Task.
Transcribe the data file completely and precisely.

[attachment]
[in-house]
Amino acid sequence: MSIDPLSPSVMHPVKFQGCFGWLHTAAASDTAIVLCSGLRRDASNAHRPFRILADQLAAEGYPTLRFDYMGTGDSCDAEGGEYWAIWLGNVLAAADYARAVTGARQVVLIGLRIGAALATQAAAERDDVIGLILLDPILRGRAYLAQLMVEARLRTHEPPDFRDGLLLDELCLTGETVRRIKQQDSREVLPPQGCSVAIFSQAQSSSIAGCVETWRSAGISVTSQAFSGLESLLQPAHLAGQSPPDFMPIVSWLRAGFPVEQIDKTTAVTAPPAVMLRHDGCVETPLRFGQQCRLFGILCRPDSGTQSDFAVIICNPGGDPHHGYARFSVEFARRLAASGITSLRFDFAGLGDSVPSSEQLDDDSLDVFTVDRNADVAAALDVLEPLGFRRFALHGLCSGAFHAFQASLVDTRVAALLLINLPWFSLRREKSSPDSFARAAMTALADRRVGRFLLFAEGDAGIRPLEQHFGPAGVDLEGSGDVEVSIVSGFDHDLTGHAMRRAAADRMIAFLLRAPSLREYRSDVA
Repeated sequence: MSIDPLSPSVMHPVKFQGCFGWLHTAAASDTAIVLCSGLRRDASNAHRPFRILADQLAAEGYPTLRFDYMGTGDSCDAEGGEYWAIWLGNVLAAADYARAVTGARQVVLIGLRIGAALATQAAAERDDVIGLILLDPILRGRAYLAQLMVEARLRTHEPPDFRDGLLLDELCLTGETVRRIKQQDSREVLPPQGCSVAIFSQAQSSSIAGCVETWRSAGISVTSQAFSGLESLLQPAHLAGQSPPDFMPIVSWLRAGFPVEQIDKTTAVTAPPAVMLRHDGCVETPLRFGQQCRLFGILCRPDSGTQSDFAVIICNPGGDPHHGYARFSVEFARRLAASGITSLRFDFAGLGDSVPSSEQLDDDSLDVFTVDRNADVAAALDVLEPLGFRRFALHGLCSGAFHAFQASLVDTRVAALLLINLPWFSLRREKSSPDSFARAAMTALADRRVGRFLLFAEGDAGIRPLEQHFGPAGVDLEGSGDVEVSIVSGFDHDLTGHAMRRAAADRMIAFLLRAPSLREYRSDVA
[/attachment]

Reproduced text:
[in-house]
Amino acid sequence: MSIDPLSPSVMHPVKFQGCFGWLHTAAASDTAIVLCSGLRRDASNAHRPFRILADQLAAEGYPTLRFDYMGTGDSCDAEGGEYWAIWLGNVLAAADYARAVTGARQVVLIGLRIGAALATQAAAERDDVIGLILLDPILRGRAYLAQLMVEARLRTHEPPDFRDGLLLDELCLTGETVRRIKQQDSREVLPPQGCSVAIFSQAQSSSIAGCVETWRSAGISVTSQAFSGLESLLQPAHLAGQSPPDFMPIVSWLRAGFPVEQIDKTTAVTAPPAVMLRHDGCVETPLRFGQQCRLFGILCRPDSGTQSDFAVIICNPGGDPHHGYARFSVEFARRLAASGITSLRFDFAGLGDSVPSSEQLDDDSLDVFTVDRNADVAAALDVLEPLGFRRFALHGLCSGAFHAFQASLVDTRVAALLLINLPWFSLRREKSSPDSFARAAMTALADRRVGRFLLFAEGDAGIRPLEQHFGPAGVDLEGSGDVEVSIVSGFDHDLTGHAMRRAAADRMIAFLLRAPSLREYRSDVA
Repeated sequence: MSIDPLSPSVMHPVKFQGCFGWLHTAAASDTAIVLCSGLRRDASNAHRPFRILADQLAAEGYPTLRFDYMGTGDSCDAEGGEYWAIWLGNVLAAADYARAVTGARQVVLIGLRIGAALATQAAAERDDVIGLILLDPILRGRAYLAQLMVEARLRTHEPPDFRDGLLLDELCLTGETVRRIKQQDSREVLPPQGCSVAIFSQAQSSSIAGCVETWRSAGISVTSQAFSGLESLLQPAHLAGQSPPDFMPIVSWLRAGFPVEQIDKTTAVTAPPAVMLRHDGCVETPLRFGQQCRLFGILCRPDSGTQSDFAVIICNPGGDPHHGYARFSVEFARRLAASGITSLRFDFAGLGDSVPSSEQLDDDSLDVFTVDRNADVAAALDVLEPLGFRRFALHGLCSGAFHAFQASLVDTRVAALLLINLPWFSLRREKSSPDSFARAAMTALADRRVGRFLLFAEGDAGIRPLEQHFGPAGVDLEGSGDVEVSIVSGFDHDLTGHAMRRAAADRMIAFLLRAPSLREYRSDVA